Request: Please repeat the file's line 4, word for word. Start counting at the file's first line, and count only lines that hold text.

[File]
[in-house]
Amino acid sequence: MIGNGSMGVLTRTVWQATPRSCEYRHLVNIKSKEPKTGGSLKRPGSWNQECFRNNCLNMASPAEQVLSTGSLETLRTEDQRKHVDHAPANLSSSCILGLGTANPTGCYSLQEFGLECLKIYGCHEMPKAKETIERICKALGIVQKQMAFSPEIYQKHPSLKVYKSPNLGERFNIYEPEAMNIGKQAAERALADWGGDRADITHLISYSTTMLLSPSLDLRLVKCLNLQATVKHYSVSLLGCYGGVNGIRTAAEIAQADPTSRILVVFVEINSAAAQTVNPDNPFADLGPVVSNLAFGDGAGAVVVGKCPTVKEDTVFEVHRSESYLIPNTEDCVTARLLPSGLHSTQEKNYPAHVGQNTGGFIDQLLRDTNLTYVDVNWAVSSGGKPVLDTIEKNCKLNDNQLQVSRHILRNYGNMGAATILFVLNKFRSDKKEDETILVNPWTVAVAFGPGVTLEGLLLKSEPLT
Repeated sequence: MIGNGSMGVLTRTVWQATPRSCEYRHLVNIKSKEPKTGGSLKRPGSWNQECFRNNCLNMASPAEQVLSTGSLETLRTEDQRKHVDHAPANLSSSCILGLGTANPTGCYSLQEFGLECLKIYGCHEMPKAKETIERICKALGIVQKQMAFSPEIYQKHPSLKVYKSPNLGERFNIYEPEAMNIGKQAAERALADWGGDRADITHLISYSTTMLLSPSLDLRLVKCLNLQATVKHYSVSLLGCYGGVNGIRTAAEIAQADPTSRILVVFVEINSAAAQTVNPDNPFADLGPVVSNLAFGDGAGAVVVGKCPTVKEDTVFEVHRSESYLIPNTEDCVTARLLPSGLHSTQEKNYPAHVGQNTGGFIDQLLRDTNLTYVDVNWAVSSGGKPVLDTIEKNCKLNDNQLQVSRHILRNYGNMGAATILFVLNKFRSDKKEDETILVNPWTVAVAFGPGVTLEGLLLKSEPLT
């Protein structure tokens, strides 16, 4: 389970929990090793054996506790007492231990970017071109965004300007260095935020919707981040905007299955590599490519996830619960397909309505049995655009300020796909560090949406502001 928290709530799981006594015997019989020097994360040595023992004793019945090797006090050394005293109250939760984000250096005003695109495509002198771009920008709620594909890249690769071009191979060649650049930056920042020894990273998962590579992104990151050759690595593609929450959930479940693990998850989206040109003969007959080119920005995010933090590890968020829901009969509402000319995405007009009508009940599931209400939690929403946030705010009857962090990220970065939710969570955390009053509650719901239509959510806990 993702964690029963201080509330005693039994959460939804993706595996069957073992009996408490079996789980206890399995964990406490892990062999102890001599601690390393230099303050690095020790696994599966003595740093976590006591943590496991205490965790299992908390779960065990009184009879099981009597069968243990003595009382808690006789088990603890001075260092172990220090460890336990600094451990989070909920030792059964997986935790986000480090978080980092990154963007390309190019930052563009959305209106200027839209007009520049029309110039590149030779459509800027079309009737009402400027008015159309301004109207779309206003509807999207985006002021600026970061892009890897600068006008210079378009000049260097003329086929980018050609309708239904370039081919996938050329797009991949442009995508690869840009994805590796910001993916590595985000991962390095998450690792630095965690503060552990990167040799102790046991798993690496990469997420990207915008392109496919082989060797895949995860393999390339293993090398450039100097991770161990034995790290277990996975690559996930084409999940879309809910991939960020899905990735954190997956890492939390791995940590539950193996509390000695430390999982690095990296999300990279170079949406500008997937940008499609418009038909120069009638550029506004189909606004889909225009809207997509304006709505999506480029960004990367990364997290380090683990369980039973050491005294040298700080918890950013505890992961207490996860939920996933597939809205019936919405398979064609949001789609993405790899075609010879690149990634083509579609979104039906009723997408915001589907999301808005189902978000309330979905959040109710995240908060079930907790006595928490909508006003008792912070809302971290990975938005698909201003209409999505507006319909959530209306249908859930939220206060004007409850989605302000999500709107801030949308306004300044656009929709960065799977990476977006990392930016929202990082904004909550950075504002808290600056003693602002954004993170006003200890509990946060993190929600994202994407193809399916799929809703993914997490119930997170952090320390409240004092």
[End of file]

């Protein structure tokens, strides 16, 4: 389970929990090793054996506790007492231990970017071109965004300007260095935020919707981040905007299955590599490519996830619960397909309505049995655009300020796909560090949406502001 928290709530799981006594015997019989020097994360040595023992004793019945090797006090050394005293109250939760984000250096005003695109495509002198771009920008709620594909890249690769071009191979060649650049930056920042020894990273998962590579992104990151050759690595593609929450959930479940693990998850989206040109003969007959080119920005995010933090590890968020829901009969509402000319995405007009009508009940599931209400939690929403946030705010009857962090990220970065939710969570955390009053509650719901239509959510806990 993702964690029963201080509330005693039994959460939804993706595996069957073992009996408490079996789980206890399995964990406490892990062999102890001599601690390393230099303050690095020790696994599966003595740093976590006591943590496991205490965790299992908390779960065990009184009879099981009597069968243990003595009382808690006789088990603890001075260092172990220090460890336990600094451990989070909920030792059964997986935790986000480090978080980092990154963007390309190019930052563009959305209106200027839209007009520049029309110039590149030779459509800027079309009737009402400027008015159309301004109207779309206003509807999207985006002021600026970061892009890897600068006008210079378009000049260097003329086929980018050609309708239904370039081919996938050329797009991949442009995508690869840009994805590796910001993916590595985000991962390095998450690792630095965690503060552990990167040799102790046991798993690496990469997420990207915008392109496919082989060797895949995860393999390339293993090398450039100097991770161990034995790290277990996975690559996930084409999940879309809910991939960020899905990735954190997956890492939390791995940590539950193996509390000695430390999982690095990296999300990279170079949406500008997937940008499609418009038909120069009638550029506004189909606004889909225009809207997509304006709505999506480029960004990367990364997290380090683990369980039973050491005294040298700080918890950013505890992961207490996860939920996933597939809205019936919405398979064609949001789609993405790899075609010879690149990634083509579609979104039906009723997408915001589907999301808005189902978000309330979905959040109710995240908060079930907790006595928490909508006003008792912070809302971290990975938005698909201003209409999505507006319909959530209306249908859930939220206060004007409850989605302000999500709107801030949308306004300044656009929709960065799977990476977006990392930016929202990082904004909550950075504002808290600056003693602002954004993170006003200890509990946060993190929600994202994407193809399916799929809703993914997490119930997170952090320390409240004092």